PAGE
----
Taming Radicals for Novel Peptide and Protein Fragmentation
Professor Ryan Julian
Department of Chemistry
University of California, Riverside
Friday, November 16, 2012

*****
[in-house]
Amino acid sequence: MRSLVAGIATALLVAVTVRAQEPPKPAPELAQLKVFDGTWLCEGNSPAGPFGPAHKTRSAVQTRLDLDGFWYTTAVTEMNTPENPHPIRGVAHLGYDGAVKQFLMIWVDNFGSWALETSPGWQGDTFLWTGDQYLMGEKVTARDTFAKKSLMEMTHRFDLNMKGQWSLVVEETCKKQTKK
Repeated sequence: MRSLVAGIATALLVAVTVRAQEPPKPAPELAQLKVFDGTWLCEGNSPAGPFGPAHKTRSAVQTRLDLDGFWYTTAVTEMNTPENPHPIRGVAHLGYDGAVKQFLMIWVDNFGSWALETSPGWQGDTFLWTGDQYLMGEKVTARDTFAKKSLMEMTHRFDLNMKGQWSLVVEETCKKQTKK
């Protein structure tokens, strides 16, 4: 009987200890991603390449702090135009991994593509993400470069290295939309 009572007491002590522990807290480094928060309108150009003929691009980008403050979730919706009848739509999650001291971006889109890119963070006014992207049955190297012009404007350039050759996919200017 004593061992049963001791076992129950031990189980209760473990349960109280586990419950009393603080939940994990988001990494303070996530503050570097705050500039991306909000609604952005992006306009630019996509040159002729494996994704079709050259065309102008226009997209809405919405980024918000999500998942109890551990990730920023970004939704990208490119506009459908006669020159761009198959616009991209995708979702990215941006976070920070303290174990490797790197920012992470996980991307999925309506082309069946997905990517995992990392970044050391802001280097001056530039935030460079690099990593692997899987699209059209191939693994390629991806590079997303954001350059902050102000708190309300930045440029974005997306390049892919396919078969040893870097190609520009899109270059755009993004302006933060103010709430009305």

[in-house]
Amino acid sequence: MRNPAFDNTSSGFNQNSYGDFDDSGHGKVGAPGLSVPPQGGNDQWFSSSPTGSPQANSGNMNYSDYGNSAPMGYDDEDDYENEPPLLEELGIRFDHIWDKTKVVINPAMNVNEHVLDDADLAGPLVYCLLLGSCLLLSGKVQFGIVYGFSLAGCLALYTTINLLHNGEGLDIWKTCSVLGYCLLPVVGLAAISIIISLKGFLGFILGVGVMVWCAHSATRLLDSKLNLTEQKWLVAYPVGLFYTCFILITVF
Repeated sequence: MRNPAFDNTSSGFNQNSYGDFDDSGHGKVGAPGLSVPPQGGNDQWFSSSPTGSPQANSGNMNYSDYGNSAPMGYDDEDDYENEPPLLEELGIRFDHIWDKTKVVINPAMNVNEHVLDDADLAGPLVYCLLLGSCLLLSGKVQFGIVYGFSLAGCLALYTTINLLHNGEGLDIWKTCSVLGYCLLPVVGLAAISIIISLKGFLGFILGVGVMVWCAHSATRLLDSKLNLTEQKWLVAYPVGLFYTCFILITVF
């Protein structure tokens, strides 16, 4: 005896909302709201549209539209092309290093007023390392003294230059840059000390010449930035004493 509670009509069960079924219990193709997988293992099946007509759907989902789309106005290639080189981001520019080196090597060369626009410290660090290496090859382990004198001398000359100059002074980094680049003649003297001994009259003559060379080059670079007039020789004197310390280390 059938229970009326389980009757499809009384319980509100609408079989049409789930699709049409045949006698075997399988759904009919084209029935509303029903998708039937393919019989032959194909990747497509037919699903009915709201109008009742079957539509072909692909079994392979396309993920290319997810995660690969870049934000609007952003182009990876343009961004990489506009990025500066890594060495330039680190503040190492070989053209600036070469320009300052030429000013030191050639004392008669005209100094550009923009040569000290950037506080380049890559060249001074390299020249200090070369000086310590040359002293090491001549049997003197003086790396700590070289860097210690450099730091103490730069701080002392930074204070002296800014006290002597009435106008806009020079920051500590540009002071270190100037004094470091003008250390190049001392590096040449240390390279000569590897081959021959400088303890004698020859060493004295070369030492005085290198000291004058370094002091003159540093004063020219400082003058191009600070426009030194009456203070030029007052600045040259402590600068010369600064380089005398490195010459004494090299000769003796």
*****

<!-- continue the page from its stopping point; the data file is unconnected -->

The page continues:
Abstract: Radical reactions play a very important role in the biochemistry of proteins in both productive and harmful ways. Radicals are critical in cell signaling, catalysis, and energy production. Unchecked radicals lead to oxidative stress, which is likely the reason that radical damage is strongly correlated with numerous diseases. Protein radicals are therefore inherently interesting and are involved in several projects that are ongoing within the Julian lab. These projects aim to reveal both practical and fundamental biochemical information. We use photodissociation to site- specifically generate radicals for a variety of experiments including: 1) directing fragmentation of proteins or peptides in gas phase experiments, 2) elucidation of gas phase protein structure, 3) identification of post-translational modifications including racemization of amino acids, and 4) elucidation of fundamental peptide and protein radical chemistry. To carry out these experiments, we have developed a suite of chemical functionalities that undergo direct, homolytic dissociation upon activation by a UV photon. Typically, this involves cleavage of a carbon-iodine or carbon-sulfur bond with a 266nm photon to generate a radical, followed by examination of the outcome via various mass spectrometry based methods.